Overall, I wasn’t too happy with this series but I enjoyed it enough to stick with it to the end. Some of Carol’s new supporting cast had potential but they were dropped off suddenly and never seen again, such as Wonder Man and the Operation Lighting Storm team which I had expected (when I first read the series) to help Carol during Dark Reign and War of the Marvels (or possibly oppose Carol…). My initial fascination with Carol actually came through Rogue who has been one of my favorite Marvel characters since the long Claremont/John Romita Jr. X-Men run and I don’t quite see this book’s Carol as the same confident spy who occasionally took control of Rogue.

Next, Carol will become Captain Marvel; a series where I enjoyed the writing more than here but not the art. Ah, the joys of reading comics. :)

Collects Ms. Marvel vol. 2 #42-46

Writer: Brian Reed
Artists: Sana Takeda, Sergio Arino, Philippe Briones

This is the culmination of the past three collections. Obviously, you should read them before this one.

Carol is supposedly dead, but nobody really believes that. The strange energy women combine into Ms. Marvel but she acts strange; her power levels fluctuate and she doesn’t seem to actually think about anything, instead she just charges into situations. Karl and Osborn try to imprison her.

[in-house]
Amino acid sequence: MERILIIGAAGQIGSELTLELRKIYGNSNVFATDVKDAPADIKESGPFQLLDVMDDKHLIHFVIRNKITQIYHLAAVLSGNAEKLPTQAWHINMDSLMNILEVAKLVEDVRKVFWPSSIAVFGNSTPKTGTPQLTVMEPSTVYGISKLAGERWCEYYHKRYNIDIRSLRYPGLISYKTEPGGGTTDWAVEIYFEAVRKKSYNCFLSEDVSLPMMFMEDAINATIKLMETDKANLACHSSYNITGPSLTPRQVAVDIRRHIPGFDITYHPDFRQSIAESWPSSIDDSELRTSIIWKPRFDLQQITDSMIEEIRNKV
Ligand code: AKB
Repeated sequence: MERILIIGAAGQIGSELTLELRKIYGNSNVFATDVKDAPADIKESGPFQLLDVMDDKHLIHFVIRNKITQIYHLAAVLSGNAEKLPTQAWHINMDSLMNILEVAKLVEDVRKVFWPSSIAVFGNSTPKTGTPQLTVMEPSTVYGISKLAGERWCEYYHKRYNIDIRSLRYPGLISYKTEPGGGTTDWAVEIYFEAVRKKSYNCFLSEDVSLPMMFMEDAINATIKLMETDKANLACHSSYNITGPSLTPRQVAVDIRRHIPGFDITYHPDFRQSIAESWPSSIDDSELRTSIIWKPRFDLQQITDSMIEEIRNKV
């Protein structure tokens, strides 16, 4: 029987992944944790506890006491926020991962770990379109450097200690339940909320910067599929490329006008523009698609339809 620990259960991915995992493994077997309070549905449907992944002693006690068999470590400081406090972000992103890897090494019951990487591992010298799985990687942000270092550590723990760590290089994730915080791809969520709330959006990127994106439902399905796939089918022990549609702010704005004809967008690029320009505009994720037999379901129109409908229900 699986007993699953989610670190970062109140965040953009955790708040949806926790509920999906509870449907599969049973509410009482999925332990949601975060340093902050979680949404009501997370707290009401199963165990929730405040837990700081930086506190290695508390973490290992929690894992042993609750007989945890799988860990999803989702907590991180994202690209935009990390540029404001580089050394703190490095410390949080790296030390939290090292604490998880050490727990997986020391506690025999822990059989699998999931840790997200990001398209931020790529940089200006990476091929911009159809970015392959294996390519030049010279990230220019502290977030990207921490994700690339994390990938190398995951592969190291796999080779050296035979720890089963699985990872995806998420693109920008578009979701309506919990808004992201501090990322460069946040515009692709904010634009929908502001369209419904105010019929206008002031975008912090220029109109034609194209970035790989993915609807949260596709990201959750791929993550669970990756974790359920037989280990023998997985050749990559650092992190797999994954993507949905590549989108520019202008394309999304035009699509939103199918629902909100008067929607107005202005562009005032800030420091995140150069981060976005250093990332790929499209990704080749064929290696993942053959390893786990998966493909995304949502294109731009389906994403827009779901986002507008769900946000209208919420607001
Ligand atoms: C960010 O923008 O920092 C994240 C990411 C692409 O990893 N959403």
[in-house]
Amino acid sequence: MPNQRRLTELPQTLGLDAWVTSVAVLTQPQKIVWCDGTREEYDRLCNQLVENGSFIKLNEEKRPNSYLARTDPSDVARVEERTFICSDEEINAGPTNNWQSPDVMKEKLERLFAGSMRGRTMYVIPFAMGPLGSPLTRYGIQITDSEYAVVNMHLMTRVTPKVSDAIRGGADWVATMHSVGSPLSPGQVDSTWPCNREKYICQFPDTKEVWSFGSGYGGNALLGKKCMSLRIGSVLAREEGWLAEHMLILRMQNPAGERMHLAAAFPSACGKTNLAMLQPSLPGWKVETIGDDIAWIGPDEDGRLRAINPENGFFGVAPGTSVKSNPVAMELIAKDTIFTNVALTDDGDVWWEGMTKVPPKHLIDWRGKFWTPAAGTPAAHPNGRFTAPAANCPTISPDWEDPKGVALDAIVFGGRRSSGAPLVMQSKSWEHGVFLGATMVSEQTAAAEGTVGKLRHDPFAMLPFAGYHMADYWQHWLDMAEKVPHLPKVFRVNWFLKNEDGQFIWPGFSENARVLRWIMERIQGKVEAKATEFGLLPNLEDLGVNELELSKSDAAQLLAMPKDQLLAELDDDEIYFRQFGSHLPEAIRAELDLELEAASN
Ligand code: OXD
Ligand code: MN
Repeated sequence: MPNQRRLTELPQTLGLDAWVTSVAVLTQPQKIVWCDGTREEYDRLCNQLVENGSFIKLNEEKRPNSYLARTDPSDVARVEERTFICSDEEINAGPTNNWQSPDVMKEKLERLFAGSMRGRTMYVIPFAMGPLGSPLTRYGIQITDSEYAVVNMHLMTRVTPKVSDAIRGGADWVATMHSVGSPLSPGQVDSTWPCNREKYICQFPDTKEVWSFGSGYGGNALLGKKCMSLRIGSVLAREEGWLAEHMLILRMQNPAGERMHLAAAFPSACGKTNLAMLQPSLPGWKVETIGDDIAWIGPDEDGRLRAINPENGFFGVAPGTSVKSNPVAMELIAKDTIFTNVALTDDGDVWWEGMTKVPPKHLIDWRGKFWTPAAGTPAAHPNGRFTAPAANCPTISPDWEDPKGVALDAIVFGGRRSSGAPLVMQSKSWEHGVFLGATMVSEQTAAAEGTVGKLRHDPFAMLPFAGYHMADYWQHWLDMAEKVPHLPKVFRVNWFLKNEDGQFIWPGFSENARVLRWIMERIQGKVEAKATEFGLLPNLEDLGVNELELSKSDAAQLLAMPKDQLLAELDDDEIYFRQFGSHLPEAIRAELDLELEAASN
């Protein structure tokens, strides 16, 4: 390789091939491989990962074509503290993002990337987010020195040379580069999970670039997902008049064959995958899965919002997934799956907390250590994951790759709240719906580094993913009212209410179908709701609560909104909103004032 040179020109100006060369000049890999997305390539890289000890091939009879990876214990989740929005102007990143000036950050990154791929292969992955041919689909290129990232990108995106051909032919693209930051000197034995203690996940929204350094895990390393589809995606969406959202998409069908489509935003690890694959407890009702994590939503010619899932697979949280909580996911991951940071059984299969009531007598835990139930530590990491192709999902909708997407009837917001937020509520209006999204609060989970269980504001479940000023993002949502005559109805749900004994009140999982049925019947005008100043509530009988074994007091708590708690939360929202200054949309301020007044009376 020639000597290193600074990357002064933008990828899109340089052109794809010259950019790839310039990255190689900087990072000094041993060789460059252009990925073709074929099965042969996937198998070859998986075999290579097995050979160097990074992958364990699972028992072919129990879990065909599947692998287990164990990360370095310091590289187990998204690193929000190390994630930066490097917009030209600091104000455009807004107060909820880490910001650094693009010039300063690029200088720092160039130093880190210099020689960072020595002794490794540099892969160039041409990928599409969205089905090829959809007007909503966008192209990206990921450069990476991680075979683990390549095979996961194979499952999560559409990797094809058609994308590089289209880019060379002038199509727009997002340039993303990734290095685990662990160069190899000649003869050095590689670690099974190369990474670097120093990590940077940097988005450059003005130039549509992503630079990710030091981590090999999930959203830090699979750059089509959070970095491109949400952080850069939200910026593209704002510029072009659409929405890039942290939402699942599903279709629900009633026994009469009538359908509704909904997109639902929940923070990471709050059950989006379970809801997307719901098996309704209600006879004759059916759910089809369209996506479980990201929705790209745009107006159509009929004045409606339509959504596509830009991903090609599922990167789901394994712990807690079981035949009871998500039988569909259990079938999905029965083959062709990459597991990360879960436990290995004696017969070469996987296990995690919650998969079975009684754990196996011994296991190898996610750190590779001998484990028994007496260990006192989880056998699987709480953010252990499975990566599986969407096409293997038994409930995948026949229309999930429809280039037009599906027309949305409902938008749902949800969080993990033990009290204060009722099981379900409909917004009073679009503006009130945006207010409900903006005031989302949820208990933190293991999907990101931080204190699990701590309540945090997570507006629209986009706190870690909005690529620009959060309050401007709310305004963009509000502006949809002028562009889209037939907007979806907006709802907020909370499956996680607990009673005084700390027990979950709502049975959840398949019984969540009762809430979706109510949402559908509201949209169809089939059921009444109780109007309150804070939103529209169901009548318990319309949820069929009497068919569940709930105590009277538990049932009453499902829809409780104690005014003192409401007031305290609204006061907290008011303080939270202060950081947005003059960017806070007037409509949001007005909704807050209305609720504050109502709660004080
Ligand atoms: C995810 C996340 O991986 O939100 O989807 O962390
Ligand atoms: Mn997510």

However, we soon see that a Carol-look-a-like, Catherine Donovan, is a very successful writer in LA. But she also feels uncomfortable in her own life, like she isn’t Catherine Donovan after all. And we readers of course know that she’s an alias Carol made up for herself. Catherine travels to New York in order to find out what’s going on.

Most of the collection is devoted to Karla Sofen and her identity struggles, though. We get to go into her head and find out her big traumas. Meanwhile, Carol and Karla are fighting for the right to use the Ms Marvel name. Osborn and the New Avengers guest star.

To me it felt that the real star of this collection was Karla, Moonstone. That felt a little weird because she hasn’t been in the comic earlier. Storywise this is one of the better collections, though. In the final issue Carol really shines.

Unfortunately, I felt that the art actually detracted from the story. Takeda’s art is very pretty, manga influenced, but it makes the women look very young and some of the poses are very exploitative. The other two artists’ styles are very different from Takeda’s so there’s no unified style.